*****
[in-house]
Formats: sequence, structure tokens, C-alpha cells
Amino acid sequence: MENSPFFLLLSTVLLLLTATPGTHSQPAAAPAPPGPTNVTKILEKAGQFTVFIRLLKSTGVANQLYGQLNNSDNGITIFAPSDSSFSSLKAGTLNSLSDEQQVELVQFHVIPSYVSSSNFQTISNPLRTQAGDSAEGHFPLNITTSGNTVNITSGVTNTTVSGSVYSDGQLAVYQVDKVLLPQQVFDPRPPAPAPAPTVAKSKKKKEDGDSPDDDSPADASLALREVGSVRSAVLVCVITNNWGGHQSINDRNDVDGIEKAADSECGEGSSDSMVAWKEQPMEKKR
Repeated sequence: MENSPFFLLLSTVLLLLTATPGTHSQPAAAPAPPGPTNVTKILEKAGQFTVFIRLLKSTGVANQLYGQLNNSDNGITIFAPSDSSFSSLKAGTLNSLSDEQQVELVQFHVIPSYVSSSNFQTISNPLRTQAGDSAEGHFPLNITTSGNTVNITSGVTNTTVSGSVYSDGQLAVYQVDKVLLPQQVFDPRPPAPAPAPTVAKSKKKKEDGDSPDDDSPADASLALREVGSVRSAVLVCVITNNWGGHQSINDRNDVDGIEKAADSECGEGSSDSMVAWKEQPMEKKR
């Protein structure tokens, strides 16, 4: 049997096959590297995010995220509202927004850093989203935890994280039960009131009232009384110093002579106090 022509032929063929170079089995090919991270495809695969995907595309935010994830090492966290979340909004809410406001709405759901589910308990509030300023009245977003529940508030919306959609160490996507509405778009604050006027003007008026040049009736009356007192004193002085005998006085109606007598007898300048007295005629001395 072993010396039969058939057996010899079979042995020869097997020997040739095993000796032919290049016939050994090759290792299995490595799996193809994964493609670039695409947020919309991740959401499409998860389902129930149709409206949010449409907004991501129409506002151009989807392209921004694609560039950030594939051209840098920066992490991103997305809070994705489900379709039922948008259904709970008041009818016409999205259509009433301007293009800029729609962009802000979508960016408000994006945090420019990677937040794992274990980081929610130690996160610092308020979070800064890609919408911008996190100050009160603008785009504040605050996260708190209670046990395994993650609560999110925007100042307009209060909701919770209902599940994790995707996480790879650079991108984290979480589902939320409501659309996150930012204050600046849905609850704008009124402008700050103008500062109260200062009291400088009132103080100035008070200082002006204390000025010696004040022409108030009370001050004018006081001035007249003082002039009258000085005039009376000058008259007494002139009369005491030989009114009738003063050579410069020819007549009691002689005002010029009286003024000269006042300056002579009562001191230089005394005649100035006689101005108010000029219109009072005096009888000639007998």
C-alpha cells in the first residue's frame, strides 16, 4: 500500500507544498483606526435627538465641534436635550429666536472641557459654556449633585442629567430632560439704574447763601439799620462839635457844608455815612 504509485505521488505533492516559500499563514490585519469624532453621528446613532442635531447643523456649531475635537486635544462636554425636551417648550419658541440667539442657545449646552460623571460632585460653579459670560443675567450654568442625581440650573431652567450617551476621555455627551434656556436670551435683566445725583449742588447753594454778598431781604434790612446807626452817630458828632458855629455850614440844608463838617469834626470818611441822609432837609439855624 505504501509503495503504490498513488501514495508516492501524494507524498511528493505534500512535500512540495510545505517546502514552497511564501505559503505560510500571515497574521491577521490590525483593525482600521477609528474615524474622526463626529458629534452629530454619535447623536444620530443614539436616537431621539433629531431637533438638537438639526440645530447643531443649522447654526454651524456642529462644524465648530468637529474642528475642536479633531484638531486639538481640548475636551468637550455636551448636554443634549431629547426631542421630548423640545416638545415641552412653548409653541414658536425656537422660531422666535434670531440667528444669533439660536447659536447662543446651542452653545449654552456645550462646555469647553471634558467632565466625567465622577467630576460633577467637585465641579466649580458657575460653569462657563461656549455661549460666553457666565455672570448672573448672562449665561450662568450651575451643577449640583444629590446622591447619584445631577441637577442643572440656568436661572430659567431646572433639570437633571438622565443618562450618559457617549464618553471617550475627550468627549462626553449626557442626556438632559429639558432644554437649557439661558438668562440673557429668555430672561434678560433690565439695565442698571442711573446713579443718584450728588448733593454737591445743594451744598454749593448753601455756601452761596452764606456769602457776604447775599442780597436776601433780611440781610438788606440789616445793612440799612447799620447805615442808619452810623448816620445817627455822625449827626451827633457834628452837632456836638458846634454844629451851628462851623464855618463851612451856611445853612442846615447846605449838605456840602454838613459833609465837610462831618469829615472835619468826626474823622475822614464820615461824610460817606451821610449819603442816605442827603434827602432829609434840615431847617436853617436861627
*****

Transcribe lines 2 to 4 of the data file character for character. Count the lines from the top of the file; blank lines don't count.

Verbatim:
Formats: sequence, structure tokens, C-alpha cells
Amino acid sequence: MENSPFFLLLSTVLLLLTATPGTHSQPAAAPAPPGPTNVTKILEKAGQFTVFIRLLKSTGVANQLYGQLNNSDNGITIFAPSDSSFSSLKAGTLNSLSDEQQVELVQFHVIPSYVSSSNFQTISNPLRTQAGDSAEGHFPLNITTSGNTVNITSGVTNTTVSGSVYSDGQLAVYQVDKVLLPQQVFDPRPPAPAPAPTVAKSKKKKEDGDSPDDDSPADASLALREVGSVRSAVLVCVITNNWGGHQSINDRNDVDGIEKAADSECGEGSSDSMVAWKEQPMEKKR
Repeated sequence: MENSPFFLLLSTVLLLLTATPGTHSQPAAAPAPPGPTNVTKILEKAGQFTVFIRLLKSTGVANQLYGQLNNSDNGITIFAPSDSSFSSLKAGTLNSLSDEQQVELVQFHVIPSYVSSSNFQTISNPLRTQAGDSAEGHFPLNITTSGNTVNITSGVTNTTVSGSVYSDGQLAVYQVDKVLLPQQVFDPRPPAPAPAPTVAKSKKKKEDGDSPDDDSPADASLALREVGSVRSAVLVCVITNNWGGHQSINDRNDVDGIEKAADSECGEGSSDSMVAWKEQPMEKKR